A new study by Australian researchers into the health of an indigenous community has produced some interesting results.
The study set out to examine death from all causes and from cardiovascular disease (CVD) in a particular aboriginal group living in a relatively remote region in the Northern Territory, Australia.
The study involved 296 people aged 15 years or older who were initially screened in 1995; hospital and primary health care records and death certificates were then reviewed for the period up to December 2004.
The 10-year health study of the region found that the aboriginal community of Utopia appeared to have a far better health record when it came to hospitalisation and CVD and this was because the group had good primary health care services over which they had a degree of control.
However more importantly the community were still hunters and gatherers which ensured a good diet and plenty of healthy physical activity.
The study found that the community-controlled health care along with a traditional lifestyle led to the lower than usual mortality rates in the Utopia area.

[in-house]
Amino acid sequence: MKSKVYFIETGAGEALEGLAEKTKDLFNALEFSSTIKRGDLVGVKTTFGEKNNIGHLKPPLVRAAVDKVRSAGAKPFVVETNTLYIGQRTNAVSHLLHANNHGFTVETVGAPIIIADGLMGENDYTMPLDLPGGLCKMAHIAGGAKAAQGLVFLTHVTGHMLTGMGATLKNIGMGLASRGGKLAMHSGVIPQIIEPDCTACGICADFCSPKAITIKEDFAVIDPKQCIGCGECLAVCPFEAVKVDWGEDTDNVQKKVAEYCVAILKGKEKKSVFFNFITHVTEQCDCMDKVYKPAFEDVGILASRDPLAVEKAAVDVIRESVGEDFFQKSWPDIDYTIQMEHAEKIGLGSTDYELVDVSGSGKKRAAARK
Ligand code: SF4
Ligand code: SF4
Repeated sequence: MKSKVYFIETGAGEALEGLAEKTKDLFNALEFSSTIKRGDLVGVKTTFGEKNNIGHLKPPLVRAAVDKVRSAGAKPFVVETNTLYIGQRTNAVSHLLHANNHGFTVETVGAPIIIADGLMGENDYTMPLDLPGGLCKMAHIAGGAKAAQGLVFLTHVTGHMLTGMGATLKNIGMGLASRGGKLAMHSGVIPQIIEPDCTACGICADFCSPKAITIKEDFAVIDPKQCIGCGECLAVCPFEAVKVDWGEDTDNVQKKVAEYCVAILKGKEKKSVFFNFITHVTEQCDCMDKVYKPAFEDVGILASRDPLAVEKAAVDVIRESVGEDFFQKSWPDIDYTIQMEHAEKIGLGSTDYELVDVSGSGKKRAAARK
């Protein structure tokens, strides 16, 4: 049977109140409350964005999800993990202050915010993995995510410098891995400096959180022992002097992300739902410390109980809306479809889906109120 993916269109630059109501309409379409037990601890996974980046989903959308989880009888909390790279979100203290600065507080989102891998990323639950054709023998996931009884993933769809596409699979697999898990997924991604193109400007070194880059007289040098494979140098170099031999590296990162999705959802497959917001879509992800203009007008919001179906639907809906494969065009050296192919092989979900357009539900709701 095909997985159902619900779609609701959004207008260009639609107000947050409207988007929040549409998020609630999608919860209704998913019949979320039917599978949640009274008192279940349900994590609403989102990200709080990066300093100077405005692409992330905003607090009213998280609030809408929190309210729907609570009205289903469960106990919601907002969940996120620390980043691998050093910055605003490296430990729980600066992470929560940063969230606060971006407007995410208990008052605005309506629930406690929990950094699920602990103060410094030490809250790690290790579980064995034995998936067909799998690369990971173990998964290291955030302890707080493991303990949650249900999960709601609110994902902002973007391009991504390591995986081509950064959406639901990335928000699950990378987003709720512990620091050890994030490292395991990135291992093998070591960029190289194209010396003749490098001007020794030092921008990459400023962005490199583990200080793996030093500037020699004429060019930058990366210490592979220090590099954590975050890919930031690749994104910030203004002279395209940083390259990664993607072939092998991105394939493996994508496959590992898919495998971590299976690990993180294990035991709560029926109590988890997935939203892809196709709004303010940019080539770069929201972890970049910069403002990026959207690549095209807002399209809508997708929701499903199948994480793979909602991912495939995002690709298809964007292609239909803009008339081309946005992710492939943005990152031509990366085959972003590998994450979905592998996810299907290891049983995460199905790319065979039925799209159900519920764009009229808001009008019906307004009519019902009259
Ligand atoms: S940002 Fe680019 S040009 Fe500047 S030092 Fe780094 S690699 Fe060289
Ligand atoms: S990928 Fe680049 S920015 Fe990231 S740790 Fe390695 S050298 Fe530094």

Professor Ian Anderson from the Cooperative Research Centre for Aboriginal Health says self-determination is a fundamental determinant of good health and leads to improved health conditions.
Dr. Kevin Rowley from the University of Melbourne says the study shows that the key to success is working with communities to identify their aspirations.
Utopia is made up of 16 communities who live in the desert north-east of Alice Springs, the community-controlled Urapuntja Health Service has a weekly roster for doctors who check on Aborigines as they live in the main a traditional lifestyle.
The community also benefited limited access to alcohol as well as social factors, including connectedness to culture, family and land, and opportunities for self-determination.
The study was a collaborative effort involving the Menzies Research Centre in Alice Springs, Melbourne University and the Urapuntja Health Centre and is published in the current issue of the Medical Journal of Australia.